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Dogs can provide comfort and companionship to kids with autism.

It's no secret that diagnosis rates for autism, both in the United States and around the world, have skyrocketed over the last couple of decades. The upside to the increasing prevalence of this condition is that more people are becoming aware of it, pushing researchers further into finding causes, treatments and cures, while also helping parents better tend to their children who may be on the spectrum. As a result, new developments are frequently making headlines, offering more support and relief to families struggling with autism. 

One recent study found that households with dogs may provide some real help to children with autism. According to HealthDay News, researchers at the University of Missouri conducted a survey of 70 parents whose kids are on the spectrum. Two-thirds of these families owned dogs, and of that group, 94 percent reported their children had formed strong bonds with canine friends.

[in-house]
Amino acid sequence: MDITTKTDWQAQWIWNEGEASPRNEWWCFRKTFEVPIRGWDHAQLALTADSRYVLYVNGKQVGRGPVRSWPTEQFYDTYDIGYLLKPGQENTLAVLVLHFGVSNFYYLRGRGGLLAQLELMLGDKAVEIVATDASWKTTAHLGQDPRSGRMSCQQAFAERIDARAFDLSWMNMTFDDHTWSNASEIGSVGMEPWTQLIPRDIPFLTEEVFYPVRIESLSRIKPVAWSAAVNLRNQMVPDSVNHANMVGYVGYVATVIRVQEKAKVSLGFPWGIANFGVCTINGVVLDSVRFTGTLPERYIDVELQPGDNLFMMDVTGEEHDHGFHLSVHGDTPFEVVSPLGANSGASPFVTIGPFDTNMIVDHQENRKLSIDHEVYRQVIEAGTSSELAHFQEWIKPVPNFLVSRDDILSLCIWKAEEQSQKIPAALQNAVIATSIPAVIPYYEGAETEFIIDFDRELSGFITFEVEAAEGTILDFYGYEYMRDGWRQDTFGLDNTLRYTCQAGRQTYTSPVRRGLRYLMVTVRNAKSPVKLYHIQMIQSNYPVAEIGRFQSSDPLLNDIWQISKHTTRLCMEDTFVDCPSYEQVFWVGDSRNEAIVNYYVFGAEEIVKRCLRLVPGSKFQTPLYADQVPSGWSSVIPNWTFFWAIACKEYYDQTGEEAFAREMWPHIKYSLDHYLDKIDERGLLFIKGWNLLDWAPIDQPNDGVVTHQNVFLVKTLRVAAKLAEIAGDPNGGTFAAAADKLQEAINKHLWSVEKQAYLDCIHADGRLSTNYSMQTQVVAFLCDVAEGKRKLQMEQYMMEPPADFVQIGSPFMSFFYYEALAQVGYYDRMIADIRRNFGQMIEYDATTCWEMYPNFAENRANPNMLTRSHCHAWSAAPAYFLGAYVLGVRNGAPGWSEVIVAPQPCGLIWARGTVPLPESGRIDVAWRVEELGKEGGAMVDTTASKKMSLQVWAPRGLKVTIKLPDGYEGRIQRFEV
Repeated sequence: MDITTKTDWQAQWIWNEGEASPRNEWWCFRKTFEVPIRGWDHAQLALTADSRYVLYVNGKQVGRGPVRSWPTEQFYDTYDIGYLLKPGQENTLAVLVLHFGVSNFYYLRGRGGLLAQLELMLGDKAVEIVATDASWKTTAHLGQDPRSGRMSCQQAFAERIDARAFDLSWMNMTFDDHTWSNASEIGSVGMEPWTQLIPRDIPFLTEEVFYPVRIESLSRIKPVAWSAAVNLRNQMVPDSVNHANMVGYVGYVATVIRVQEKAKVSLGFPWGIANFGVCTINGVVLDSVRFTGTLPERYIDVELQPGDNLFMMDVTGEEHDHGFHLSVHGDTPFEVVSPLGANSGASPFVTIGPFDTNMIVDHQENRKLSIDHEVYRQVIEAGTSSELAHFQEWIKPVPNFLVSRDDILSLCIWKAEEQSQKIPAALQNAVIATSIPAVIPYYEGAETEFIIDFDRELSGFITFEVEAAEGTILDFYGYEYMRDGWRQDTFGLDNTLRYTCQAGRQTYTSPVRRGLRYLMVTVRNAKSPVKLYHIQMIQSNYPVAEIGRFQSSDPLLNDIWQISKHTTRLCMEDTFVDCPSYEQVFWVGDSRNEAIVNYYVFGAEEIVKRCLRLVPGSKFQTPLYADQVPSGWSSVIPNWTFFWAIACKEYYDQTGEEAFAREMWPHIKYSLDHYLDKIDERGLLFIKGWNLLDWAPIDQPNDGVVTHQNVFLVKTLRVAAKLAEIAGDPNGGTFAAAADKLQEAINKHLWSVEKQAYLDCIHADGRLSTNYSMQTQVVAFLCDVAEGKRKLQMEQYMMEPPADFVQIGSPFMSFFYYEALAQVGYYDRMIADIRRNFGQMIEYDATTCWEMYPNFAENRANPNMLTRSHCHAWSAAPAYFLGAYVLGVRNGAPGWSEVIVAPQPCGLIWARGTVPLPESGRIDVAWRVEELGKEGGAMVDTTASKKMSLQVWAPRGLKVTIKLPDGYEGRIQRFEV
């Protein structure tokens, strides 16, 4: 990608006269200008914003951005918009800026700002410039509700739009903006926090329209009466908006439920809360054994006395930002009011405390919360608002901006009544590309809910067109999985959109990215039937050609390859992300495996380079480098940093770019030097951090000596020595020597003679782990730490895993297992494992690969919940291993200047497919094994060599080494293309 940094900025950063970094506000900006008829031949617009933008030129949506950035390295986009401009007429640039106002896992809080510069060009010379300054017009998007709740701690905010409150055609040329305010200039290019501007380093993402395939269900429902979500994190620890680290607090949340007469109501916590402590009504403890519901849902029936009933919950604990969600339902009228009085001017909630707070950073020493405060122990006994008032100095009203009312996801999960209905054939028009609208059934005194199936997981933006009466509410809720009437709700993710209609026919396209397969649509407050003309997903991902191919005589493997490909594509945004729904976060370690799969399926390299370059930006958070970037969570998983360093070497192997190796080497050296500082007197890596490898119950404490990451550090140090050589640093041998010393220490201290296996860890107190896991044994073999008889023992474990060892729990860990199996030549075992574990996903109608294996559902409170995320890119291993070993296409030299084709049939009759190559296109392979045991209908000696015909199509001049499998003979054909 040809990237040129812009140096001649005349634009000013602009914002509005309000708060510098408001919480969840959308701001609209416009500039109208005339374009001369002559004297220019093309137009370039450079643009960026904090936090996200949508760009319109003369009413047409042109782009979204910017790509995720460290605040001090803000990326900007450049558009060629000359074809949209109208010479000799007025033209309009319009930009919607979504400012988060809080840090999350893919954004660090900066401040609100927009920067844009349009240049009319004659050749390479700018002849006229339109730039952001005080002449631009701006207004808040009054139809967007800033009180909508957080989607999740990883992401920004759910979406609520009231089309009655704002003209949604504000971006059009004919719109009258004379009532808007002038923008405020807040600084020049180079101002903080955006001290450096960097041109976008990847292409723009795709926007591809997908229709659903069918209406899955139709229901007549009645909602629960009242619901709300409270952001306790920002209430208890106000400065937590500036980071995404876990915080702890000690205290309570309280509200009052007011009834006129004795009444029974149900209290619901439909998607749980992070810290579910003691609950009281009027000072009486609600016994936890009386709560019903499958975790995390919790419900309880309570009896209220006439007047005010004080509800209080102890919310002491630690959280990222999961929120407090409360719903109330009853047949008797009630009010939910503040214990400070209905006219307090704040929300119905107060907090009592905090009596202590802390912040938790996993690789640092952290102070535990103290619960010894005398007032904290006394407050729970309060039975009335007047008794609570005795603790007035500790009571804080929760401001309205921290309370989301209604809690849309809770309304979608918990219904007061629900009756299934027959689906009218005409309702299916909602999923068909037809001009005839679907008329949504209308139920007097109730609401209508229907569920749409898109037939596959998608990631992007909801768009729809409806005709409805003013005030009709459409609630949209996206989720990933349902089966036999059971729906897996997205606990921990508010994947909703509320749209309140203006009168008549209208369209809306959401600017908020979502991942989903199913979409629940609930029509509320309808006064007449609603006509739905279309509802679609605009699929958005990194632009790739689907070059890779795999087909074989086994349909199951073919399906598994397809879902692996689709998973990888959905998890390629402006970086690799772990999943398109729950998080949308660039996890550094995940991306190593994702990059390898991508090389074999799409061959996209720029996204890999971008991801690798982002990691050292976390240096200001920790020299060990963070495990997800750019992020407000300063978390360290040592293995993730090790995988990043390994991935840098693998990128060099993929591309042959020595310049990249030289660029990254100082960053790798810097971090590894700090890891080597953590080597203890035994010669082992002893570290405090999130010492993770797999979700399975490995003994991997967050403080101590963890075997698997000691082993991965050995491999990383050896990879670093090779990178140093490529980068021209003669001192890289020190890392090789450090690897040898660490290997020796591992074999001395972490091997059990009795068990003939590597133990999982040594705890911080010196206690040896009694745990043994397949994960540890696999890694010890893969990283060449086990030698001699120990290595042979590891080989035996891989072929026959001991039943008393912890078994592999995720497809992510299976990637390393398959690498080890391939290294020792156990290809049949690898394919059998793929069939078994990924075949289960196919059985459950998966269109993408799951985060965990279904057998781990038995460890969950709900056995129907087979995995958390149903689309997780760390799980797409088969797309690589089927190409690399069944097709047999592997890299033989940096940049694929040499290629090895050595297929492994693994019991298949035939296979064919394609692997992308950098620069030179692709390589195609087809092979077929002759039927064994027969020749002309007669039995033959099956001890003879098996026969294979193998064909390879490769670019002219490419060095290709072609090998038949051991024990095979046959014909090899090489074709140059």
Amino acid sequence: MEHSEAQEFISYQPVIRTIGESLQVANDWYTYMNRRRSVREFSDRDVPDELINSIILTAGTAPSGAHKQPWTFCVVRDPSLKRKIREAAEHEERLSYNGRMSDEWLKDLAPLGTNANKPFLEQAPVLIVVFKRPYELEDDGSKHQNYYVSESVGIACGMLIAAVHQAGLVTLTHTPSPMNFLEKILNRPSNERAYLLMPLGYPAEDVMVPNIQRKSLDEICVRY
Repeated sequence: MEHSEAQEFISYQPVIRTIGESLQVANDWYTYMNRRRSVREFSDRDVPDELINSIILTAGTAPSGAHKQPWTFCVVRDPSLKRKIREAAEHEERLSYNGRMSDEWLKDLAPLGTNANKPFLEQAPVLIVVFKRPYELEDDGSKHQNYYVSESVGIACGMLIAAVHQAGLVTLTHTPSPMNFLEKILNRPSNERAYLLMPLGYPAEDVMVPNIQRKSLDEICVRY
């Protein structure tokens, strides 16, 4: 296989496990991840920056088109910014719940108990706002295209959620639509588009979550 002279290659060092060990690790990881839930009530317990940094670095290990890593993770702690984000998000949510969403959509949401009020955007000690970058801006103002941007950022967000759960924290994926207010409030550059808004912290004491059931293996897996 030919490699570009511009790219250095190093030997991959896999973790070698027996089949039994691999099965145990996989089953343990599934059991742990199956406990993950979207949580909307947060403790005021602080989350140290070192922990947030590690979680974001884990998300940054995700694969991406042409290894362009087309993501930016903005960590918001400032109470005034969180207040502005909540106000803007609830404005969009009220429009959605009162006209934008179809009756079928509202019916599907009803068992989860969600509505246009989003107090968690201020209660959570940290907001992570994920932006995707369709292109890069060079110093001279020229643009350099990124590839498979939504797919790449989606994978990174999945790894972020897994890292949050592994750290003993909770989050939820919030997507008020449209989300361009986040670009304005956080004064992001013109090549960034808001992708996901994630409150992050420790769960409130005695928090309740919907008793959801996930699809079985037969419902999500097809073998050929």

"Children with autism spectrum disorders often struggle with interacting with others, which can make it difficult for them to form friendships," said Gretchen Carlisle, a research fellow with the school's Research Center for Human-Animal Interaction, in an official statement. "Children with autism may especially benefit from interacting with dogs, which can provide unconditional, nonjudgmental love and companionship to the children."

The study, which was published in the Journal of Pediatric Nursing, determined that dogs can help relieve stress in children on the spectrum, as well as provide these kids with opportunities for learning responsibility. By acting as a "social lubricant," as Carlisle puts it, canine friends offer autistic kids greater capabilities for socialization.

Check back with this blog for news on other promising studies, such as the link between autism and nutrition.